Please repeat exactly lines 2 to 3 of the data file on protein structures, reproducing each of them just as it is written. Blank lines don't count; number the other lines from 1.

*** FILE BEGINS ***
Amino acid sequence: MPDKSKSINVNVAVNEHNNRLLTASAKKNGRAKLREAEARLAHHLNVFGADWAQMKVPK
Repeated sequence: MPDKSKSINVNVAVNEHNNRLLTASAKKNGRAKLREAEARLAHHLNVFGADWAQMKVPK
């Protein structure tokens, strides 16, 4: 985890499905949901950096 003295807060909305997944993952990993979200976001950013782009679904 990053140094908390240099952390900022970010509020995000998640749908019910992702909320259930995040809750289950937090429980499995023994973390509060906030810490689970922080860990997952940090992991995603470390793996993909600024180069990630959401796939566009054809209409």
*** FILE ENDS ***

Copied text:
Repeated sequence: MPDKSKSINVNVAVNEHNNRLLTASAKKNGRAKLREAEARLAHHLNVFGADWAQMKVPK
């Protein structure tokens, strides 16, 4: 985890499905949901950096 003295807060909305997944993952990993979200976001950013782009679904 990053140094908390240099952390900022970010509020995000998640749908019910992702909320259930995040809750289950937090429980499995023994973390509060906030810490689970922080860990997952940090992991995603470390793996993909600024180069990630959401796939566009054809209409």